First published April 15, 2002 - More info
(See article on pages 1041–1048.)
In people receiving high doses of glucocorticoids, a shifting balance between osteoblast-mediated deposition and osteoclast-mediated resorption plays out in bone loss and increased risk of fractures. Weinstein and coworkers note that the underlying changes in osteoclast and osteoblast population are not fully understood and appear to involve different mechanisms at different times during treatment. Based on their work in intact animals and in osteoclast culture, they show that bone loss during short-term glucocorticoid treatment reflects a drop in the osteoclast apoptosis rate and occurs despite a decline in the rate of osteoclast formation over the same period. Weinstein et al. have also examined the effects on bone cell populations of a different class of drugs, the bisphosphonates, which are used to maintain bone density and to ameliorate the effects of glucocorticoids. Bisphosphonates become incorporated into the bone matrix and are taken up by osteoclasts, where they increase caspase levels and thereby promote apoptosis. However, Weinstein and colleagues show, glucocorticoids not only increase osteoclast longevity under baseline conditions, but also abrogate the pro-apoptotic effect of bisphosphonates, raising the question as to why the latter are helpful in patients with glucocorticoid-induced osteoporosis. The authors suggest, among several possible explanations, that bisphosphonates allow for a rise in the osteoblast population, an effect that tilts the balance toward bone deposition at later stages of treatment.
(See article on pages 1065–1072and 1073–1082.)
The filtration function of the kidney depends in part on the adhesive contacts made by podocytes with each other and with the glomerular basement membrane (GBM). Several genetic diseases involving defective renal filtration arise from defects in structural components of the podocyte foot processes or of the adjacent slit diaphragm or in the adhesive molecules that allow these structures to form. However, the molecular lesion in the nail-patella syndrome, a multisystem developmental disorder that leads to kidney dysfunction, is in the gene for the transcription factor LMX1B. In this issue, Miner et al. and Rohr et al. show that this protein interacts directly with the promoters of several genes whose products localize to the GBM or slit diaphragm. These structural genes are themselves implicated in other heritable filtration disorders affecting podocyte foot processes, such as the steroid-resistant nephrotic syndrome, which is caused by defects in the LMX1B target gene NPHS2. Nephropathy in humans occurs in some but not all LMX1B heterozygotes, and human homozygotes have not been described. Curiously, in mice — at least in the strains studied — Lmx1b heterozygotes are healthy, and only homozygotes show evidence of filtration defects. This discrepancy, as well as the inconsistent presentation of renal symptoms in the human patients, may be explained by variable local loss of expression of the target genes, which may be sensitive to genetic background. For this reason the homozygous null mouse strains described here may offer both a more extreme and a more reproducible view of glomerular dysfunction than is possible in human patients.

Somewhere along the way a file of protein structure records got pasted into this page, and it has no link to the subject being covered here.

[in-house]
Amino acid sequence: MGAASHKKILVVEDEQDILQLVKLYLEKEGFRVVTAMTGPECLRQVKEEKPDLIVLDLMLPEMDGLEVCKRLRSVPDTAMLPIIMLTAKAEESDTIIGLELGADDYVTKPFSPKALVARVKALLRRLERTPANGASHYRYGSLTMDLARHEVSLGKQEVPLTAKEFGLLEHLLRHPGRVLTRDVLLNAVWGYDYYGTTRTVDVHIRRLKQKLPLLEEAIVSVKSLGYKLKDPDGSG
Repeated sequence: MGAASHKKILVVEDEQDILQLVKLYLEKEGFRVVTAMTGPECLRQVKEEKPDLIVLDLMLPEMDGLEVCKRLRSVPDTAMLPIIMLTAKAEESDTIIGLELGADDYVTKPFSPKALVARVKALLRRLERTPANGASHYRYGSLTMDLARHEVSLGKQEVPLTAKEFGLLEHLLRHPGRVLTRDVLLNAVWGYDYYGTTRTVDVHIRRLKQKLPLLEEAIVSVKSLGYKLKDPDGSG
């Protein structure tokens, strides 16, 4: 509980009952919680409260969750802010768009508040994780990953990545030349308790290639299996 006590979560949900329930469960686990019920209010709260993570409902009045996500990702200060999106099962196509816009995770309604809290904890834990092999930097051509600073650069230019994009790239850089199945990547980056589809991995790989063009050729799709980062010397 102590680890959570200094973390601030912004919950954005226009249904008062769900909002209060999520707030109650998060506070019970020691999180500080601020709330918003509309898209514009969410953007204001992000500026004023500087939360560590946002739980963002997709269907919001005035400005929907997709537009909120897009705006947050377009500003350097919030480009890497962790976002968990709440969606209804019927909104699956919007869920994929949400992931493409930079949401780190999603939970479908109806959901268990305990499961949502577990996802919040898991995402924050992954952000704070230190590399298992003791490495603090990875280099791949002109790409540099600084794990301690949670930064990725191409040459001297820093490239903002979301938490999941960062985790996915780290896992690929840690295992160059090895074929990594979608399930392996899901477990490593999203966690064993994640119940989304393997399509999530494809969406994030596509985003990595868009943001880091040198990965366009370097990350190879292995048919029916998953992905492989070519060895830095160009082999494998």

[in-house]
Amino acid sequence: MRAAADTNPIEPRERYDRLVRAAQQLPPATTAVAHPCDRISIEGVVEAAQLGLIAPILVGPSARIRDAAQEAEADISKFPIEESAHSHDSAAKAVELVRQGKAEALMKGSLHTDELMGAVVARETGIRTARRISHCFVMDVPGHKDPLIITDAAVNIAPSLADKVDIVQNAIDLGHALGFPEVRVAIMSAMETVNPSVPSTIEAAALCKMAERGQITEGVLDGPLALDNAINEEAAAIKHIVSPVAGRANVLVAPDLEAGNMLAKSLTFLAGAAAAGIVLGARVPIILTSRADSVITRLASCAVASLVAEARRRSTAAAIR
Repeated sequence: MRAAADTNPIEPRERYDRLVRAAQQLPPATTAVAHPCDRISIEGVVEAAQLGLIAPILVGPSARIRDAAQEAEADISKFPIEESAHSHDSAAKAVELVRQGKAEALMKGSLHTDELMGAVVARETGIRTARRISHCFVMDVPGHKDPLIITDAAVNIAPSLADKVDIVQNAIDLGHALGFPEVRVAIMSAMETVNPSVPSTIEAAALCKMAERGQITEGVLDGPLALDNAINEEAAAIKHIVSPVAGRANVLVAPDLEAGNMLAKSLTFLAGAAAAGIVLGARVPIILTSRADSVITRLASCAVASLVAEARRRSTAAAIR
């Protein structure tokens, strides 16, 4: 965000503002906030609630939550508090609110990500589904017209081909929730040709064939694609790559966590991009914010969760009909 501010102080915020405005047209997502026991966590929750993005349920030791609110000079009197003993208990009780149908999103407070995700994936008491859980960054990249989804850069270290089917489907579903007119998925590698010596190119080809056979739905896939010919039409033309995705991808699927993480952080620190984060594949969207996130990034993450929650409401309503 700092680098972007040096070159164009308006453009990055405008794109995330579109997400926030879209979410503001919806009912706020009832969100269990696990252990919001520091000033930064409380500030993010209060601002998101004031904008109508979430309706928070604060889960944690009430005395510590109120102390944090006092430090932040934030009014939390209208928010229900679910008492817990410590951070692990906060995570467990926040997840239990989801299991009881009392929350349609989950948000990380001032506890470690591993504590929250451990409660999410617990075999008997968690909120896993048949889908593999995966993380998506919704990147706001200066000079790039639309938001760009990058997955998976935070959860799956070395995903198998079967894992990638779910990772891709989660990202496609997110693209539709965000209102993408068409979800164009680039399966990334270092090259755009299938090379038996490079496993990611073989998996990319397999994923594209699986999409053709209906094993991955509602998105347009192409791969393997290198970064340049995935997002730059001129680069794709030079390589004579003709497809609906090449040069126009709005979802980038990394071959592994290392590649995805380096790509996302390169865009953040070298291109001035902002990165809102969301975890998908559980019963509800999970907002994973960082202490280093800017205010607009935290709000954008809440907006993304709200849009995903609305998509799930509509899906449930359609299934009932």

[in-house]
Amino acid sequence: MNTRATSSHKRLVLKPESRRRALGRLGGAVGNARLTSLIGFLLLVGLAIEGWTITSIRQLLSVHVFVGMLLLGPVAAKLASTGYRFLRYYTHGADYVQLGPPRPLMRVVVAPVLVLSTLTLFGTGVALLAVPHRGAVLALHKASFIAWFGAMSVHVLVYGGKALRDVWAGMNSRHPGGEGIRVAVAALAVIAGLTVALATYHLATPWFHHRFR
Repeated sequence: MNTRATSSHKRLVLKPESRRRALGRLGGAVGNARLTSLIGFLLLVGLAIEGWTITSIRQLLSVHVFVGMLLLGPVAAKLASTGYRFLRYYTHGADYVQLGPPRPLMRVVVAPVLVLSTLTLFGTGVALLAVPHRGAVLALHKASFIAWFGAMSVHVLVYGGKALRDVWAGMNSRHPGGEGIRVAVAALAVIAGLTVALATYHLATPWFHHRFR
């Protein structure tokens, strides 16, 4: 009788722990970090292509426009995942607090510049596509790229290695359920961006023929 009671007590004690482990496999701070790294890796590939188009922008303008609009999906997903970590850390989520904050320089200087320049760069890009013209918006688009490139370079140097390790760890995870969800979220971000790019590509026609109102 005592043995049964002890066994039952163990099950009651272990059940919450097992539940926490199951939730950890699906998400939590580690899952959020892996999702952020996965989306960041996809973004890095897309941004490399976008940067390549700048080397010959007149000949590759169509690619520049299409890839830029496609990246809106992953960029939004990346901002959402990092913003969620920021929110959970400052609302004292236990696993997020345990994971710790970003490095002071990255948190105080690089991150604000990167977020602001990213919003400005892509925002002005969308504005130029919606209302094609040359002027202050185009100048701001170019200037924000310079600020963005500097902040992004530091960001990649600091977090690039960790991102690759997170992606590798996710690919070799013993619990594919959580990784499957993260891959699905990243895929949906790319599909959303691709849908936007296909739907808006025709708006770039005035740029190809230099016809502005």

(See article on pages 1091–1099.)
Vitamin D in its active form [1,25(OH)2D3] is a steroid hormone that binds a specific nuclear receptor (VDR) to regulate expression of numerous target genes. Mice lacking this receptor, like humans with vitamin D-resistant rickets, are subject to a variety of metabolic and developmental defects, notably in their bones and reproductive organs. In their present analysis of hematopoiesis in wild-type and Vdr-/- mice, O’Kelly et al. identify several responses to 1,25(OH)2D3 signaling that are clearly absent in the mutants, such as the ability of myeloid precursor cells to generate excess monocytes following treatment with this compound. However, as in previous descriptions of VDR mutant animals and humans, it also appears that the effects of VDR-deficiency can be qualitatively different from those of Vitamin D deprivation. Hair loss, which is seen in models of VDR-deficiency but not in dietary rickets, provides one well-studied example. Here, O’Kelly and coworkers observe that Vdr-/- mice can mount only a poor Th1 response — an unexpected finding, given evidence that Th1 formation in wild-type animals can be inhibited by 1,25(OH)2D3. The reduced ability of Vdr-/- mutant T cells to adopt the Th1 phenotype seems to be due to their low levels of Stat4, which transduces cytokine signals that favor Th1 development. The authors suggest that this defect represents another instance in which the effect of VDR expression is distinct from that of 1,25(OH)2D3 signaling, consistent with the idea that the VDR plays both ligand-dependent and -independent roles in lymphocytes.